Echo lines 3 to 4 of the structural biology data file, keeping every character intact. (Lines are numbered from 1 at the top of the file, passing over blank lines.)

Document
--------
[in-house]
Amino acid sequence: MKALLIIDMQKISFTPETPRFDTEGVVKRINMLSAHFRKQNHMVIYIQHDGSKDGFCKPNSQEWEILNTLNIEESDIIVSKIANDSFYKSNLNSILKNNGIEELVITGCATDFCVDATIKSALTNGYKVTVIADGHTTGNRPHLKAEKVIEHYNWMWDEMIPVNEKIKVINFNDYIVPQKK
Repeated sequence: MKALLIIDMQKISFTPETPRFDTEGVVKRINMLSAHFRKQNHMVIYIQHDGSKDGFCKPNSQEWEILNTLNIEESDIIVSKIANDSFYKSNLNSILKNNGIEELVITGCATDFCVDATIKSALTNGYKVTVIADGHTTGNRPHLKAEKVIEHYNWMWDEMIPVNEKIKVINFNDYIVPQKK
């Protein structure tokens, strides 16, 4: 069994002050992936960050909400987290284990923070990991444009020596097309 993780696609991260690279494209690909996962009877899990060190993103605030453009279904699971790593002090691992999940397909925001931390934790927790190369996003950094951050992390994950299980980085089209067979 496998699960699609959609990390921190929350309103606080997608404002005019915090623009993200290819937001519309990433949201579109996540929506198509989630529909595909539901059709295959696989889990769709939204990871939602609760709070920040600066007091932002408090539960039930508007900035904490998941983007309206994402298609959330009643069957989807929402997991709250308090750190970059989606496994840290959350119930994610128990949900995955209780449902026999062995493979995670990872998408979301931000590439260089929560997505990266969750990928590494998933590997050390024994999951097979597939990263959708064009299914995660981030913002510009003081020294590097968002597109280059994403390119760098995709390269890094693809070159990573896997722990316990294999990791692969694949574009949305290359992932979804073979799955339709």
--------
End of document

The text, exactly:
Repeated sequence: MKALLIIDMQKISFTPETPRFDTEGVVKRINMLSAHFRKQNHMVIYIQHDGSKDGFCKPNSQEWEILNTLNIEESDIIVSKIANDSFYKSNLNSILKNNGIEELVITGCATDFCVDATIKSALTNGYKVTVIADGHTTGNRPHLKAEKVIEHYNWMWDEMIPVNEKIKVINFNDYIVPQKK
């Protein structure tokens, strides 16, 4: 069994002050992936960050909400987290284990923070990991444009020596097309 993780696609991260690279494209690909996962009877899990060190993103605030453009279904699971790593002090691992999940397909925001931390934790927790190369996003950094951050992390994950299980980085089209067979 496998699960699609959609990390921190929350309103606080997608404002005019915090623009993200290819937001519309990433949201579109996540929506198509989630529909595909539901059709295959696989889990769709939204990871939602609760709070920040600066007091932002408090539960039930508007900035904490998941983007309206994402298609959330009643069957989807929402997991709250308090750190970059989606496994840290959350119930994610128990949900995955209780449902026999062995493979995670990872998408979301931000590439260089929560997505990266969750990928590494998933590997050390024994999951097979597939990263959708064009299914995660981030913002510009003081020294590097968002597109280059994403390119760098995709390269890094693809070159990573896997722990316990294999990791692969694949574009949305290359992932979804073979799955339709």